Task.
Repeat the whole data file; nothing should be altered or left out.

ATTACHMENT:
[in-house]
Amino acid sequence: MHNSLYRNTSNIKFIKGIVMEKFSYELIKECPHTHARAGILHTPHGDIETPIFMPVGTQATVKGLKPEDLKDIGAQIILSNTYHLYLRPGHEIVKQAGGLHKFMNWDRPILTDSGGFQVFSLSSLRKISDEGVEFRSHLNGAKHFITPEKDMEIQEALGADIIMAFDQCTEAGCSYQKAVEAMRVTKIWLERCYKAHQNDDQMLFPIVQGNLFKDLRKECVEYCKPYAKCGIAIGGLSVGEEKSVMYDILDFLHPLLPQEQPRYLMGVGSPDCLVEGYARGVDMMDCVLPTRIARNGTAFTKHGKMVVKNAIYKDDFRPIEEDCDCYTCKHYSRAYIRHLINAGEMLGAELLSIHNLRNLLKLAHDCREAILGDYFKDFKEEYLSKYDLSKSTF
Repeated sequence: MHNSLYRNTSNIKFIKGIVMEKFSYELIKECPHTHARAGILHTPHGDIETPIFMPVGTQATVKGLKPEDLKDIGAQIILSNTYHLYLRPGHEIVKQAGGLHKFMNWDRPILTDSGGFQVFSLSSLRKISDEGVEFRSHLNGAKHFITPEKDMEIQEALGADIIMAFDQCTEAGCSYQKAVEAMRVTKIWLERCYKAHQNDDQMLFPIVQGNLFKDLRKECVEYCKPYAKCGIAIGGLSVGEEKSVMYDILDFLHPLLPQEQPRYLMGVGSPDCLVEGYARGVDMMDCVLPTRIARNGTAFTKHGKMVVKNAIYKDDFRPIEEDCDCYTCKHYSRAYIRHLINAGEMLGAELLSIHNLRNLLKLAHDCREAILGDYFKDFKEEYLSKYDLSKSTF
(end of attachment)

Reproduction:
[in-house]
Amino acid sequence: MHNSLYRNTSNIKFIKGIVMEKFSYELIKECPHTHARAGILHTPHGDIETPIFMPVGTQATVKGLKPEDLKDIGAQIILSNTYHLYLRPGHEIVKQAGGLHKFMNWDRPILTDSGGFQVFSLSSLRKISDEGVEFRSHLNGAKHFITPEKDMEIQEALGADIIMAFDQCTEAGCSYQKAVEAMRVTKIWLERCYKAHQNDDQMLFPIVQGNLFKDLRKECVEYCKPYAKCGIAIGGLSVGEEKSVMYDILDFLHPLLPQEQPRYLMGVGSPDCLVEGYARGVDMMDCVLPTRIARNGTAFTKHGKMVVKNAIYKDDFRPIEEDCDCYTCKHYSRAYIRHLINAGEMLGAELLSIHNLRNLLKLAHDCREAILGDYFKDFKEEYLSKYDLSKSTF
Repeated sequence: MHNSLYRNTSNIKFIKGIVMEKFSYELIKECPHTHARAGILHTPHGDIETPIFMPVGTQATVKGLKPEDLKDIGAQIILSNTYHLYLRPGHEIVKQAGGLHKFMNWDRPILTDSGGFQVFSLSSLRKISDEGVEFRSHLNGAKHFITPEKDMEIQEALGADIIMAFDQCTEAGCSYQKAVEAMRVTKIWLERCYKAHQNDDQMLFPIVQGNLFKDLRKECVEYCKPYAKCGIAIGGLSVGEEKSVMYDILDFLHPLLPQEQPRYLMGVGSPDCLVEGYARGVDMMDCVLPTRIARNGTAFTKHGKMVVKNAIYKDDFRPIEEDCDCYTCKHYSRAYIRHLINAGEMLGAELLSIHNLRNLLKLAHDCREAILGDYFKDFKEEYLSKYDLSKSTF